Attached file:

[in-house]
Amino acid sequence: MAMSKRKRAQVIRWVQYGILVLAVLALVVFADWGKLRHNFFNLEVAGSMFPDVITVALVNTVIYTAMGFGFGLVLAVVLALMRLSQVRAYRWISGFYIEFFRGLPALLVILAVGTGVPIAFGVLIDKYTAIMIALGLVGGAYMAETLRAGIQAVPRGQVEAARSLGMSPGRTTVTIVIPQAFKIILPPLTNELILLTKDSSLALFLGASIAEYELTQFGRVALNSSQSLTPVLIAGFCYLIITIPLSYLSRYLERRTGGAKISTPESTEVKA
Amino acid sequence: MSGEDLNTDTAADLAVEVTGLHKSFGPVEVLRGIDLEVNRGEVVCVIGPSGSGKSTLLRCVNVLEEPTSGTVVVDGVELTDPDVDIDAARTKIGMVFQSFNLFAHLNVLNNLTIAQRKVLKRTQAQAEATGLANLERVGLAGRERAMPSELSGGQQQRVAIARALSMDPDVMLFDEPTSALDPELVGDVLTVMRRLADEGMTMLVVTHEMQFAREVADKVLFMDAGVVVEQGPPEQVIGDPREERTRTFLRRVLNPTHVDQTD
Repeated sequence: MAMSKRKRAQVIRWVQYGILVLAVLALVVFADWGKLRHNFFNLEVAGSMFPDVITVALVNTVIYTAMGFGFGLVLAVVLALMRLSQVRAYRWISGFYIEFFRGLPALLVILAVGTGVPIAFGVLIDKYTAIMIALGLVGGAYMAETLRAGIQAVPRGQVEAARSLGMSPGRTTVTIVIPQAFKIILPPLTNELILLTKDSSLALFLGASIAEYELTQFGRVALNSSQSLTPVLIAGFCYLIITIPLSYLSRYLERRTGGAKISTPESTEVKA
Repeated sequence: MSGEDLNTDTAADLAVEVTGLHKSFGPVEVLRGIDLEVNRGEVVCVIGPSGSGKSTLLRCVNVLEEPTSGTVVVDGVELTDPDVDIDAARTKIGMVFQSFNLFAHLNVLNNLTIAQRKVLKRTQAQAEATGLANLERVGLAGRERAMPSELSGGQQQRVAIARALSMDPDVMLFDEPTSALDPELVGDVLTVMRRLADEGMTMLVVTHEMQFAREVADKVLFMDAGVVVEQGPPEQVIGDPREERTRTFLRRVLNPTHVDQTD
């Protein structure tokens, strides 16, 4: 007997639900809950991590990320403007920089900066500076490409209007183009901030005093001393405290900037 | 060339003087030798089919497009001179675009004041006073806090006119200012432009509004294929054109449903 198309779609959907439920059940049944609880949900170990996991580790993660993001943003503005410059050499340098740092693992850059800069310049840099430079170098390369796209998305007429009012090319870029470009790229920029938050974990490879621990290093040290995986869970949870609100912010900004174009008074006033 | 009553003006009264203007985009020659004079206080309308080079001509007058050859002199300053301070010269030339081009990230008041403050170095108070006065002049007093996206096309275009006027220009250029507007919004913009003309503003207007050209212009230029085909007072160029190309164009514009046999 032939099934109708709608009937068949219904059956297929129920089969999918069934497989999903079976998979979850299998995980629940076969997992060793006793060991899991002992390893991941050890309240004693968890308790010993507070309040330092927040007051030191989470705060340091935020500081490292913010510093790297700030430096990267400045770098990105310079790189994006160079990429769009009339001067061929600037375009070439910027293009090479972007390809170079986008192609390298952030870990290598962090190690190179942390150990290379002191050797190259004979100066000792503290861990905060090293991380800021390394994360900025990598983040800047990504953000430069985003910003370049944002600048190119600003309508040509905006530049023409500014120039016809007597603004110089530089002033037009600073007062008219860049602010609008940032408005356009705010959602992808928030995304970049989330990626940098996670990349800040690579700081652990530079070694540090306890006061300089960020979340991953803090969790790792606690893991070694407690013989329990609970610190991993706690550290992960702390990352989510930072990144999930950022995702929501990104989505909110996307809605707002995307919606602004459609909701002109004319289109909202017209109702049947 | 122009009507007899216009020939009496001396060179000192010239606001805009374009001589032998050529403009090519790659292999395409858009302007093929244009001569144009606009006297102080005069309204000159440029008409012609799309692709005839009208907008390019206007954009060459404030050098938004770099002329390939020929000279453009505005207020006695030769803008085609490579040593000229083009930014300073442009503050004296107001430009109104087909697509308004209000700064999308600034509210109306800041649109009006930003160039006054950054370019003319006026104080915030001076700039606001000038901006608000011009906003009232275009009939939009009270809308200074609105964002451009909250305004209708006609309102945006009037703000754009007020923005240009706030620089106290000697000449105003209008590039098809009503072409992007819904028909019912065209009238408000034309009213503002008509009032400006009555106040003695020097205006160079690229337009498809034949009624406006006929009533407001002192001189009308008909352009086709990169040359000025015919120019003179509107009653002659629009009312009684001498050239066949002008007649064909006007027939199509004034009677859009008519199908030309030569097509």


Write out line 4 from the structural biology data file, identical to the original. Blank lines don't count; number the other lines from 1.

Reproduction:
Repeated sequence: MAMSKRKRAQVIRWVQYGILVLAVLALVVFADWGKLRHNFFNLEVAGSMFPDVITVALVNTVIYTAMGFGFGLVLAVVLALMRLSQVRAYRWISGFYIEFFRGLPALLVILAVGTGVPIAFGVLIDKYTAIMIALGLVGGAYMAETLRAGIQAVPRGQVEAARSLGMSPGRTTVTIVIPQAFKIILPPLTNELILLTKDSSLALFLGASIAEYELTQFGRVALNSSQSLTPVLIAGFCYLIITIPLSYLSRYLERRTGGAKISTPESTEVKA